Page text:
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The internet is not what it used to be. Since its launch, it has changed humanity.
Early on, we imagined it as an encyclopedia for all of mankind – the world’s biggest and best library where every question has an answer.
Earlier this decade, consumer electronics had put it in our pockets and that standalone flip phone became an app on the all-new smartphone.
No more shall we be bound to the hard desks of yesteryear. No longer must we drum our fingers through dusty aisles of archaic paperbound books to access knowledge. Now, simply tap your screen, and the world is at your fingertips.
At daybreak, it serves as your alarm, and shortly thereafter, it updates you with the goings on of your nearest and dearest.
Traveling for the weekend? Drop that atlas; you’ve got a GPS in your pocket. That and a ranking of the top eateries in a location near you.
Thinking about six degrees of Kevin Bacon? It’s all there on your phone if you know where to look.
And that gorgeous plate of biscuits you know your friends are dying to see? Your smartphone has a camera packed with megapixels and instant uploads.
Only problem is, does anyone really want to see that photo? Will anyone see your update?
Yes, there’s an answer to every question. Is it the correct answer?
Fact-checkers like snopes.com have competing websites for those who don’t like facts – and they exist to substantiate what we used to call lies.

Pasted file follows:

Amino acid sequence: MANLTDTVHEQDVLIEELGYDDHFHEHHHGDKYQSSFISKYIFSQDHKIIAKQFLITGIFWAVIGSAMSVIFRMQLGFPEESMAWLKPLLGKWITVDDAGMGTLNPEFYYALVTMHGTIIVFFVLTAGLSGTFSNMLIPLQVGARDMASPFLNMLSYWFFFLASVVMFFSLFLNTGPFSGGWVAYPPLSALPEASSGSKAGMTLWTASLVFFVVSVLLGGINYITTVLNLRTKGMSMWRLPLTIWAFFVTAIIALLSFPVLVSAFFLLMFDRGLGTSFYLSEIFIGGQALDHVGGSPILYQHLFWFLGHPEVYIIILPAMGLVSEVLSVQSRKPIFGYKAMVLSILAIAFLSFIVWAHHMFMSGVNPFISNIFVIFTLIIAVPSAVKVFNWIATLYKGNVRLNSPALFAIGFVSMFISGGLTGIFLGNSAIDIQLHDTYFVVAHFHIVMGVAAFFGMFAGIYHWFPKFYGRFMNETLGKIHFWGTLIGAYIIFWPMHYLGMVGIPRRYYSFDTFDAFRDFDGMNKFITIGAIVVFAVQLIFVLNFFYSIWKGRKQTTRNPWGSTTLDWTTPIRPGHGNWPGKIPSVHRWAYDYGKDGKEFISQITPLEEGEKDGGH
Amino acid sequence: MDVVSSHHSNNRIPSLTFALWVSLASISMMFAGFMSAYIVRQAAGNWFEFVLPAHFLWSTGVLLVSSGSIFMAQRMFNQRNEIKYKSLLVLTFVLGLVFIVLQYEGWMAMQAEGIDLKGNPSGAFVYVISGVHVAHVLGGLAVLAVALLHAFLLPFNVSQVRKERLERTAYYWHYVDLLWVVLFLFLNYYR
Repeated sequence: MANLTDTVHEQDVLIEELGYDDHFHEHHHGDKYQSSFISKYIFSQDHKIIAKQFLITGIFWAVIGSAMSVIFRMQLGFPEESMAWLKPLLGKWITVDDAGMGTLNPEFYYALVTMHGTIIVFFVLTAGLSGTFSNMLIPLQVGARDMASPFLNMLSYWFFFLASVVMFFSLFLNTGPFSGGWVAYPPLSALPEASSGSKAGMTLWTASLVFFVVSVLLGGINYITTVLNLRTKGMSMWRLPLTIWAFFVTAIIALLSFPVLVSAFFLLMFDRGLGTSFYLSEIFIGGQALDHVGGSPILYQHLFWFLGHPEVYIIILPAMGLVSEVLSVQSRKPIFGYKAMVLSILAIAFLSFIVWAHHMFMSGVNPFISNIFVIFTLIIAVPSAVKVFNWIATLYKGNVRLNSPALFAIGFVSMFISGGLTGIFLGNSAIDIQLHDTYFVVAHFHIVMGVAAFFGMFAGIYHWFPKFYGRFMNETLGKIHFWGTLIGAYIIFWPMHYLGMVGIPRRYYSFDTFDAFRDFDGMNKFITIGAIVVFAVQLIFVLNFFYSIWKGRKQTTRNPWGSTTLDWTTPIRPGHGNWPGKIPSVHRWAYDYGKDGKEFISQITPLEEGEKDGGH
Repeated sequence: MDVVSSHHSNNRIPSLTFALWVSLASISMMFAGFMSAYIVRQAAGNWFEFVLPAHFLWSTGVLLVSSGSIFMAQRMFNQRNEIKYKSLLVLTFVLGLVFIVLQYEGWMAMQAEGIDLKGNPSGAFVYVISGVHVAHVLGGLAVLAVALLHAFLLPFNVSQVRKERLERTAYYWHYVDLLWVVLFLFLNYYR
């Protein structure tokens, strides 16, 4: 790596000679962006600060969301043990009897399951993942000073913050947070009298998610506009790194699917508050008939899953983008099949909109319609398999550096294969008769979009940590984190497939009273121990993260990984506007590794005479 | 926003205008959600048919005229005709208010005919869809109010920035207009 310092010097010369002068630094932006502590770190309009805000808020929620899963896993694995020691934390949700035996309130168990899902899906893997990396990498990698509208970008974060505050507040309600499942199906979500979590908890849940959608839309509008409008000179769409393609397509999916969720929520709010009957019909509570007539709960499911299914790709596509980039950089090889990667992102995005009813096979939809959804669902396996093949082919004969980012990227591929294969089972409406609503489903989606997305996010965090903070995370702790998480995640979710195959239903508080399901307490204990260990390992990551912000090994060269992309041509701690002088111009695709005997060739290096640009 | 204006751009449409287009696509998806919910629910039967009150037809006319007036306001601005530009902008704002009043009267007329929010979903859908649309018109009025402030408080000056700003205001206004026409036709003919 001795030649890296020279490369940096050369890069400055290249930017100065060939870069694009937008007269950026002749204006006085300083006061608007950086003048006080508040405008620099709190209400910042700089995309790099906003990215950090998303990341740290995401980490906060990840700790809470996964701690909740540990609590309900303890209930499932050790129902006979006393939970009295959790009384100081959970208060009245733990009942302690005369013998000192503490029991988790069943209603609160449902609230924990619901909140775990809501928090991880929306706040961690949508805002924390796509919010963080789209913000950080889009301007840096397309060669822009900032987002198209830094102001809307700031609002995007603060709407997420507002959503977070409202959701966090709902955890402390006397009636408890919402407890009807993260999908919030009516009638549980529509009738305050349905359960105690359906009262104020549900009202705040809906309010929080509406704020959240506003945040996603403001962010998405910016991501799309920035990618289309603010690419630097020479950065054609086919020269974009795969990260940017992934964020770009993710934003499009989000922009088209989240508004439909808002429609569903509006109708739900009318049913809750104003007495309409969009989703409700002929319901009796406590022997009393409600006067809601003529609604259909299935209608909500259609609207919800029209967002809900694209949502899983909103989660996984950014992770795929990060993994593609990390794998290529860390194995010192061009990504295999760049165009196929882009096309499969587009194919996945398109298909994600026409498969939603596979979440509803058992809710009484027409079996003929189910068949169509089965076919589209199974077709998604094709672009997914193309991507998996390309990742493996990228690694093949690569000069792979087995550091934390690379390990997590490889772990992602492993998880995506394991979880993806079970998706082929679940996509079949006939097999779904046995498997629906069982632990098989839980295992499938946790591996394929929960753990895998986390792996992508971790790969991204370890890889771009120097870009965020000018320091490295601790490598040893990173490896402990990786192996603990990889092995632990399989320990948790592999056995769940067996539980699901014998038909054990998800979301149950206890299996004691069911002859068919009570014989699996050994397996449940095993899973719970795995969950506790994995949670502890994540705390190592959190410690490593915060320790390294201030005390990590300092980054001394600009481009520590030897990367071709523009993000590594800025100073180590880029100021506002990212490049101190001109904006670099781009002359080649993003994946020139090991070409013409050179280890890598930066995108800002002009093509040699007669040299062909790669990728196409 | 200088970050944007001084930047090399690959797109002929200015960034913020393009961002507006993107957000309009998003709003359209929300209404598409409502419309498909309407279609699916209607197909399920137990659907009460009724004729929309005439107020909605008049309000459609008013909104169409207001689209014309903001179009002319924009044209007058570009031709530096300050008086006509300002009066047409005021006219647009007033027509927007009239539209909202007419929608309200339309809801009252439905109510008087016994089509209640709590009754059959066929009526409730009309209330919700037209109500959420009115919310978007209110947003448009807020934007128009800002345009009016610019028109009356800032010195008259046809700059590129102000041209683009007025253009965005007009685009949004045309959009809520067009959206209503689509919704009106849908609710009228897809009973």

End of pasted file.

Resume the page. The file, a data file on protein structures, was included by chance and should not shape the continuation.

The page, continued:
That diner you found on your GPS by searching, “good eats near me,” may have been ranked by the cook, or by someone whose fries didn’t get enough salt.
It’s been weaponized by this nation’s political parties and most of the world’s international businesses, and they spread falsehoods to anyone who might click.
If a headline is sensational enough to get you to click on it, the purveyor of that “news” gets a small piece of the internet advertising dollars, but often what they’re really after is for you to pass the information on, to make it go viral, and help them fleece your friends and neighbors.
For those who are most difficult to fool (newspaper readers), online news has become a tedious habit of scrolling through dozens of speculative and opinionated pieces disguised as real reporting.
It’s an infuriating exercise in futility, but one for which we have a prescription:
A subscription – more specifically, a print subscription.
If your main source of news is one or more online newspapers, you might be surprised to pick up their print version.
The headlines you’ll see in print aren’t the same. That’s because your online devotion has most media believing that getting you the information first is more important than getting it right.
That results in different editing standards, different sourcing standards. In short, online news, even from our most trusted sources, is a slave to the now.
Looking to relax with a trusted source?
Buy a print subscription to a newspaper or magazine, turn off that little radiator in your pocket for a few minutes (if you can muster the courage), and spend some time reading.